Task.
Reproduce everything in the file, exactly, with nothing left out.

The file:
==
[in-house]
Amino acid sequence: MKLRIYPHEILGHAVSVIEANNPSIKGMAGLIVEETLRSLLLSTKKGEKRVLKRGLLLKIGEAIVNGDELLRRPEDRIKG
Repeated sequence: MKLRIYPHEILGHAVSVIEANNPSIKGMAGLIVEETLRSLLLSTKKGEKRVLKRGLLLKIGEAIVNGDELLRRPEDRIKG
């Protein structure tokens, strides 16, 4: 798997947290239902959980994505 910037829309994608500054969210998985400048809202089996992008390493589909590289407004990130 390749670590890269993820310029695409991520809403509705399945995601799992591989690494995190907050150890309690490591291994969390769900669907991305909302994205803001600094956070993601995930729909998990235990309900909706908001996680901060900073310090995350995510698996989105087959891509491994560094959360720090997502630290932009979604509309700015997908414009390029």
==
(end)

[in-house]
Amino acid sequence: MKLRIYPHEILGHAVSVIEANNPSIKGMAGLIVEETLRSLLLSTKKGEKRVLKRGLLLKIGEAIVNGDELLRRPEDRIKG
Repeated sequence: MKLRIYPHEILGHAVSVIEANNPSIKGMAGLIVEETLRSLLLSTKKGEKRVLKRGLLLKIGEAIVNGDELLRRPEDRIKG
């Protein structure tokens, strides 16, 4: 798997947290239902959980994505 910037829309994608500054969210998985400048809202089996992008390493589909590289407004990130 390749670590890269993820310029695409991520809403509705399945995601799992591989690494995190907050150890309690490591291994969390769900669907991305909302994205803001600094956070993601995930729909998990235990309900909706908001996680901060900073310090995350995510698996989105087959891509491994560094959360720090997502630290932009979604509309700015997908414009390029």